It’s that time of the calendar year again — next generation gaming consoles are coming. XBOX Series X has already made news. And now, gamers everywhere are geeking out over what could be with PS5. There’s also that grand hullabaloo over the Nintendo Switch and going swimming with ‘Animal Crossing.’
All three companies — Microsoft, Sony, Nintendo — are thinking of new ways to reinvent their wheel of the gaming consoles Winnebago and, so far, have done quite a respectful job.
Yet, when you think about where gaming got its start, the glorious Magnavox Odyssey, technology has come a long, long way since three dots were shown on the screen when connecting to a game. (We’re talking before Pong!)
That was 1972, then came games like the prehistoric Bally Astrocade (1977) and the one that brought us all to the party, the beloved Atari 2600 (1977). Ever since then, can you name the best ever? What gaming consoles grabbed the world’s attention through technology, ability, agility, and marketing mastery?
Here are the 10 best gaming consoles ever…
10. Sega Dreamcast (1999)
There is one reason why this made the top 10 — broadband gameplay. Yes, Colecovision is romanticized. Xbox was magnificent. The Wii got us all off our ass. Even the Gameboy made every gamer tear up with portable joy, but when Sega unveiled the Dreamcast, the excitement was through the roof.
This was considered the sixth generation of video game consoles — two years before our number two seed — and it was supreme in its couple of years before DVD technology made it obsolete. And that built-in modem? Forgive the pun, but that was an absolute game-changer.
9. Nintendo wii (2006)
As gamers started to get a little rotund with clammy meathooks grasping their controllers (and gave them all a dusty, orange malaise thanks to the bowl of Cheetos at their side), Nintendo once again reimagined itself with the creation of the Wii. Gaming’s answer to the Jazzercise.
This was a turning point among gamers because it made “players” of anyone — kids, parents, grandparents, and even the dogs got involved with the Wii Sports festivities (an all-time top-seller in the industry). Who knows how Nintendo does it but they always seem to know what we need — and when.
8. Sega Genesis (1989)
One bit. Two bit. 16 friggin’ bits. A dollar! A few years after the market was supersaturated with “Itsa-me, Mario,” gamers demanded something more advanced, and they got eight more bits of processing magic. This was the fresher, hipper cousin to the kid-friendly NES, the Sega Genesis. Just look at Sonic. Nintendo clearly looked like the geriatric version of gaming within months of the Genesis’ release.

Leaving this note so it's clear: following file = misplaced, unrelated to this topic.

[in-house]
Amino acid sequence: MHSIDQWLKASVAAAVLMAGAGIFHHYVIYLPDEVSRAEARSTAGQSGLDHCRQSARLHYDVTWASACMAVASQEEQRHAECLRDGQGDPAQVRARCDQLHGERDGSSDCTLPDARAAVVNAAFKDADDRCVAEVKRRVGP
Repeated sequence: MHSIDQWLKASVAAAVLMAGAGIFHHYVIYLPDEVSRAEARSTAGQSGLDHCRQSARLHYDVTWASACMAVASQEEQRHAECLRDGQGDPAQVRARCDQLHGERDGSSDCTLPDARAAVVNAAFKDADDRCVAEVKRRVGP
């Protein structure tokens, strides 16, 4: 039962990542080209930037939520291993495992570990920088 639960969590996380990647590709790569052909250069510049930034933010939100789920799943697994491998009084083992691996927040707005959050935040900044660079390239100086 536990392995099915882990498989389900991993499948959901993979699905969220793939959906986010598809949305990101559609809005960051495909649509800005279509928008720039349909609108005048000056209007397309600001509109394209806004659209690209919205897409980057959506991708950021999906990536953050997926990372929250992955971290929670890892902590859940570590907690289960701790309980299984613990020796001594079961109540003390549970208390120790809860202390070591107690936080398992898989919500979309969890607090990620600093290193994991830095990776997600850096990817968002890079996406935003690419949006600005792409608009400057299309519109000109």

7. PlayStation (1995)
Can you imagine if the Nintendo/Sony merger talks would have happened? The 64-bit gaming console generation was up-for-grabs, and instead of fighting, the two companies were thinking a joint attack. Thankfully, that never took place and we got the Sony PlayStation as a wondrous result.
Many of us grew up with the joy of playing each other in fighters like ‘Tekken’, shooters like ‘Metal Gear Solid’, or open worlds like ‘Final Fantasy VII.’ DVDs worked as games and CDs worked for music. Who needed a jam box when you had this gaming console of efficiency? And to this day, it is only the fourth gaming console to sell more than 100 million units (behind the Nintendo Wii, and Sony’s fourth and second iterations, respectively).
6. Xbox 360 (2005)
What a glorious time when Microsoft decided to enter the gaming wars with its original version of the Xbox, but when the Xbox 360 dropped, it was a definite experience. Not to mention, the wide-open door to play online created the avenue for things like headsets, game mobs, and then Twitch (although the jury is out for a symbol of good from that yet).
The OG Xbox showed gamers there was a new sheriff coming to town. The 360 shouted that sheriff was here and meant business. If not for anything else other than ‘Halo’ could really dominate the gaming scene where there was no other competition. You enjoying playing online? Pay homage to Xbox Live. Always.